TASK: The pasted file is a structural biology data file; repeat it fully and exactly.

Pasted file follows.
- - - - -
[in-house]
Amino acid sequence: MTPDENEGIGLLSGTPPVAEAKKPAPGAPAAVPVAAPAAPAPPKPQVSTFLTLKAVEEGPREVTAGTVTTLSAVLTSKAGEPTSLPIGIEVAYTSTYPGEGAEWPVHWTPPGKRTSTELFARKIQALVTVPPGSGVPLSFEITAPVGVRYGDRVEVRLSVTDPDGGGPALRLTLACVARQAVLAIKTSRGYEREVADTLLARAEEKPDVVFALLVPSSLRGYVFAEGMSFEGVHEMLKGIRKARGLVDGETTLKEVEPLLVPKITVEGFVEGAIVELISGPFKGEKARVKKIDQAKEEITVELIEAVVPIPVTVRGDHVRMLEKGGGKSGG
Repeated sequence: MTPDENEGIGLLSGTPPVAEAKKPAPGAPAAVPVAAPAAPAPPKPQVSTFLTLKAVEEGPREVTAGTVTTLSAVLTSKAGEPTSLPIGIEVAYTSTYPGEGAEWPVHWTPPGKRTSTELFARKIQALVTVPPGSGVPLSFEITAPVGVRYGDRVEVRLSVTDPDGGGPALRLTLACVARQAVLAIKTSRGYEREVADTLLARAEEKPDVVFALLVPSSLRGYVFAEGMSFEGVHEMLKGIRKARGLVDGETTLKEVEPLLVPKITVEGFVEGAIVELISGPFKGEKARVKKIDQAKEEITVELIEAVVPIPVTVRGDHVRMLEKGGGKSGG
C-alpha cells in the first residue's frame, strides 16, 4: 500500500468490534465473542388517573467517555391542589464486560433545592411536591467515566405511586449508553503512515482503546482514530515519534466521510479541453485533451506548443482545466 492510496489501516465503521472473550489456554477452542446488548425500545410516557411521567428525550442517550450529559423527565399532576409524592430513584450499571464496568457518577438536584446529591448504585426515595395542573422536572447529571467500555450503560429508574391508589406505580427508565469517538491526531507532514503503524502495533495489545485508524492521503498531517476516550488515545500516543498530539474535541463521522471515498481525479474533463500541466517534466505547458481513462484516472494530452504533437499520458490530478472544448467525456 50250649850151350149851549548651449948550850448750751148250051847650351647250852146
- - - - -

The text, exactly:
[in-house]
Amino acid sequence: MTPDENEGIGLLSGTPPVAEAKKPAPGAPAAVPVAAPAAPAPPKPQVSTFLTLKAVEEGPREVTAGTVTTLSAVLTSKAGEPTSLPIGIEVAYTSTYPGEGAEWPVHWTPPGKRTSTELFARKIQALVTVPPGSGVPLSFEITAPVGVRYGDRVEVRLSVTDPDGGGPALRLTLACVARQAVLAIKTSRGYEREVADTLLARAEEKPDVVFALLVPSSLRGYVFAEGMSFEGVHEMLKGIRKARGLVDGETTLKEVEPLLVPKITVEGFVEGAIVELISGPFKGEKARVKKIDQAKEEITVELIEAVVPIPVTVRGDHVRMLEKGGGKSGG
Repeated sequence: MTPDENEGIGLLSGTPPVAEAKKPAPGAPAAVPVAAPAAPAPPKPQVSTFLTLKAVEEGPREVTAGTVTTLSAVLTSKAGEPTSLPIGIEVAYTSTYPGEGAEWPVHWTPPGKRTSTELFARKIQALVTVPPGSGVPLSFEITAPVGVRYGDRVEVRLSVTDPDGGGPALRLTLACVARQAVLAIKTSRGYEREVADTLLARAEEKPDVVFALLVPSSLRGYVFAEGMSFEGVHEMLKGIRKARGLVDGETTLKEVEPLLVPKITVEGFVEGAIVELISGPFKGEKARVKKIDQAKEEITVELIEAVVPIPVTVRGDHVRMLEKGGGKSGG
C-alpha cells in the first residue's frame, strides 16, 4: 500500500468490534465473542388517573467517555391542589464486560433545592411536591467515566405511586449508553503512515482503546482514530515519534466521510479541453485533451506548443482545466 492510496489501516465503521472473550489456554477452542446488548425500545410516557411521567428525550442517550450529559423527565399532576409524592430513584450499571464496568457518577438536584446529591448504585426515595395542573422536572447529571467500555450503560429508574391508589406505580427508565469517538491526531507532514503503524502495533495489545485508524492521503498531517476516550488515545500516543498530539474535541463521522471515498481525479474533463500541466517534466505547458481513462484516472494530452504533437499520458490530478472544448467525456 50250649850151350149851549548651449948550850448750751148250051847650351647250852146